Trip to A&E led to cancer diagnosis for singer of a Deeside rock band – Now she wants to raise awareness and funds for charity
A Deeside mum battling ovarian cancer is set to hold a fundraising event next week in a bid to raise awareness about the condition and to help “payback” those charities which have been an “amazing source of support” during her treatment.
Steph Morris, 34, from Higher Shotton, was told she had ovarian cancer in May after being admitted to A&E, her diagnosis came after the quick onset of fatigue, abdominal swelling and lack of appetite.
Life for Steph – a mum of one and singer in local rock band Sweet Baby Jane – was turned upside following the diagnoses, her partner Andy Hibbert said, “When We both found out about the cancer it was devastating and it felt like our world was falling apart with plans to buy a house and have a child taken away from us.”
For Steph, music is her life and as well as being a member of Sweet Baby Jane she is also an accomplished solo singer but due to her condition, she can’t perform currently.
[Steph with her bandmates from Sweet baby Jane]
Following the cancer diagnosis, Steph had four drains inserted to remove litres of fluid from her abdomen area, she has undergone three cycles of chemotherapy with three more to complete she is also awaiting surgery on tumours.
The couple are now organising a fundraising night to give something back the charities and organisations which are supporting them whilst Steph continues her treatment, Andy said,
“Steph mentioned having a fundraiser to help raise awareness and to help payback the charities that have been an amazing source of support during this tough time.”
Steph has also had “amazing support” from friends, family and local businesses wanting to help with the fundraising event, which is set to take place at Mcleans Bar in Sandycroft on August 16.
“Doing the charity night I’m giving back to a great cause and also raising awareness that Ovarian cancer can happen in pre-menopausal women not just when your post- menopausal, although it very rarely happens it’s good make young women aware of it as it’s a big change to your life, said Steph.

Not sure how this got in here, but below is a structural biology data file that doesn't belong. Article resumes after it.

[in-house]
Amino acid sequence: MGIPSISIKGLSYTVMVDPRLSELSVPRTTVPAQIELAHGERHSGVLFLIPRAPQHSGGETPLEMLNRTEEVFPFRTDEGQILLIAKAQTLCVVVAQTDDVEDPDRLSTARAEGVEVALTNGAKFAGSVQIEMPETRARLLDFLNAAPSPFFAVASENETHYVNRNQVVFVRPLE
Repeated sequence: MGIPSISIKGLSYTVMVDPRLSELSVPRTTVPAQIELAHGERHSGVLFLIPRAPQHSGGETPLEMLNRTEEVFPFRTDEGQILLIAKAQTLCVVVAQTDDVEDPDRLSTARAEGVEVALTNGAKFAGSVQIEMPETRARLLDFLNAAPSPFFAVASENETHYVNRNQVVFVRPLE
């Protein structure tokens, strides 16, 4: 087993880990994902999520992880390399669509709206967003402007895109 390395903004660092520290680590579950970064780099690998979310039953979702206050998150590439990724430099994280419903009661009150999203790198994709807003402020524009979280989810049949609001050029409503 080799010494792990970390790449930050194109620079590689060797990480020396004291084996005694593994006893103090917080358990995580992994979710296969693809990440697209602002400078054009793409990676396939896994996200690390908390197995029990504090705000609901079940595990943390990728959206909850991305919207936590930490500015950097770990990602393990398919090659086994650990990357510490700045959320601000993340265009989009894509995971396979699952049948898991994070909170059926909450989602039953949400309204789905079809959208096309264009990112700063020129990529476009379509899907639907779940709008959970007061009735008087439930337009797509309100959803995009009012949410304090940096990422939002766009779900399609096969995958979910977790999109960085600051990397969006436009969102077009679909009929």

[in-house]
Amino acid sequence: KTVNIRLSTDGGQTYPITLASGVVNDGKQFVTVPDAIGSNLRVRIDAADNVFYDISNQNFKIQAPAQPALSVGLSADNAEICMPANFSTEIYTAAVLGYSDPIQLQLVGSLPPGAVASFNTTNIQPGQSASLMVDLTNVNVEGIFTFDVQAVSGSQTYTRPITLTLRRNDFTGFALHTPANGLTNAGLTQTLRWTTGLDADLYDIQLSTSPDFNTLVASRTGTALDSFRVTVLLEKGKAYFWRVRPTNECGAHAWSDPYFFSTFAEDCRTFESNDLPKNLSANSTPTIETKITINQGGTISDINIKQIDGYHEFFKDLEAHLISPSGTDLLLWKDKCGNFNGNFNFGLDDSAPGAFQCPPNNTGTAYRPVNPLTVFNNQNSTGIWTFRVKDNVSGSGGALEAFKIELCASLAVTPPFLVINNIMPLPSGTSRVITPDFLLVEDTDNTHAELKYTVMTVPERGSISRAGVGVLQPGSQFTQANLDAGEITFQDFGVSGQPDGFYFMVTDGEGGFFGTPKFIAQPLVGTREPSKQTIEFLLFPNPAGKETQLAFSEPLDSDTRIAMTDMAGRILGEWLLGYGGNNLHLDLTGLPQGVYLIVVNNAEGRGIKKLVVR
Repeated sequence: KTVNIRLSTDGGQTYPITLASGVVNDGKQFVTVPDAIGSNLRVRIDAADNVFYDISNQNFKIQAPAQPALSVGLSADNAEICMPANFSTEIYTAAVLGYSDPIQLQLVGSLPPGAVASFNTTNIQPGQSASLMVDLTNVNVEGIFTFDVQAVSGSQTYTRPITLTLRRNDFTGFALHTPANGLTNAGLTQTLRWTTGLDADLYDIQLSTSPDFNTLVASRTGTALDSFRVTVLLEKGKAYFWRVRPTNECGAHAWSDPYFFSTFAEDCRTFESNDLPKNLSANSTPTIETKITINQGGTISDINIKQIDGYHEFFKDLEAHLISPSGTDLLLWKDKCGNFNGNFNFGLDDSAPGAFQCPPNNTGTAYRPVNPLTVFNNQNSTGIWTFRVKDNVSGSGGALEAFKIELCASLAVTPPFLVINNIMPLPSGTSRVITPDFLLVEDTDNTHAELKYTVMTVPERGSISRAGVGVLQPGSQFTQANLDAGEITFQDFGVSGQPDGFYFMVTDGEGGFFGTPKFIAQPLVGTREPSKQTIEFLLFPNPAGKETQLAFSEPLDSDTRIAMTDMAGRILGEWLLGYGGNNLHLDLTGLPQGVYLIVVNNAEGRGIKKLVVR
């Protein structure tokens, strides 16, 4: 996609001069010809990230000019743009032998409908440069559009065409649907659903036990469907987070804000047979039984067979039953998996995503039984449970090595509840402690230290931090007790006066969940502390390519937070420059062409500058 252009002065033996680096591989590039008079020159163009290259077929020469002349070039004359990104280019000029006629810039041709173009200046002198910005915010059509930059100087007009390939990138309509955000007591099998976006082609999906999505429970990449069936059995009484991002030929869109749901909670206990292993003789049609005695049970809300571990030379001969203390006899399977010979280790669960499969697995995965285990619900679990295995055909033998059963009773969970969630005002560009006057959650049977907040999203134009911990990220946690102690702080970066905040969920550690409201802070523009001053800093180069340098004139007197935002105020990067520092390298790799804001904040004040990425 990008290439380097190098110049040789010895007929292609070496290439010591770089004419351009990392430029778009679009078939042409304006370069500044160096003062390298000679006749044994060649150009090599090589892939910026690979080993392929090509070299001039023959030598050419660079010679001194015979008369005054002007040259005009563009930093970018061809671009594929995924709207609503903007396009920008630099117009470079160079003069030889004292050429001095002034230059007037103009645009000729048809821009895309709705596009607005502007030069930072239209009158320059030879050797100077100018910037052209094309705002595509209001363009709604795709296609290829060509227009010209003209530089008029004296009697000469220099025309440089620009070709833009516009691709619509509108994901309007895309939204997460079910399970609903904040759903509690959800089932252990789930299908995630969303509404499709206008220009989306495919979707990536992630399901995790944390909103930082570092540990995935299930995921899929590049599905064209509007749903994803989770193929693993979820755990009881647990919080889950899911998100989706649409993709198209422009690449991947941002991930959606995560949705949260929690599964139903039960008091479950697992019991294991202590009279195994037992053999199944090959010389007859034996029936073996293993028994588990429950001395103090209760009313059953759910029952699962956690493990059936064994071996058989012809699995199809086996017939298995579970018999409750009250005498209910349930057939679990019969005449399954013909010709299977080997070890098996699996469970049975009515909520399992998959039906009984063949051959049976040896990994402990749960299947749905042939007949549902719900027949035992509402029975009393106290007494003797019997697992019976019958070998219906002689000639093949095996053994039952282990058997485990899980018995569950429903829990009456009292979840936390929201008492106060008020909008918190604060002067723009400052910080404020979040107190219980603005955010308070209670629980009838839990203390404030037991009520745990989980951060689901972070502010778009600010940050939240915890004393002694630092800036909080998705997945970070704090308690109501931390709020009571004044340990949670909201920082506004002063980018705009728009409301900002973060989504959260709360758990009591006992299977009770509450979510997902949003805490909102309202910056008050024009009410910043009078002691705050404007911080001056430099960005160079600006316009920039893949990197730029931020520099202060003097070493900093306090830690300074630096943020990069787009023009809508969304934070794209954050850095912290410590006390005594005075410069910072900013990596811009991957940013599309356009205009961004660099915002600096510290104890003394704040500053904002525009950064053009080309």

Ovarian cancer can lay in your body undetected and there are no obvious symptoms beforehand, just weeks of living with the disease undiagnosed can make the difference in determining whether a woman is well enough to be able to undergo treatment.
As a result, delays in diagnosis, which are common in ovarian cancer, can leave too many women reaching hospital cancer specialists when it’s too late.
Delays, which can include women not knowing the symptoms and therefore when to go to the GP, gaps in GP knowledge, and delays in getting the right diagnostic tests, can mean women are too ill by the time they receive their diagnosis to be able to withstand the invasive surgery and chemotherapy needed to treat ovarian cancer.
Steph said, “There are things to look out for which may be signs of ovarian cancer this can be a change in your tummy swelling, being tired all the time, changes to your appetite or change in your monthly cycle.”
Some of these symptoms you may dismiss as they can occur from having a busy lifestyle but any real change that is noticeably different from the norm should be chased up, she added.
“You can ask your doctor for a Ca125 blood test that may indicate the need for more checks, don’t leave anything unusual to go unchecked.
Also make sure you attend regular Smear tests as early detection is key to fighting this disease.”
The charities we have picked rely on donations as to keep up the amazing work they do.”
Steph’s charity night is being held at McLean’s Bar in Sandycroft – Friday, August 16, at 5 PM = more here: facebook.com/
An alternative night is being held at the Groves Sports and Social Club on August 10th
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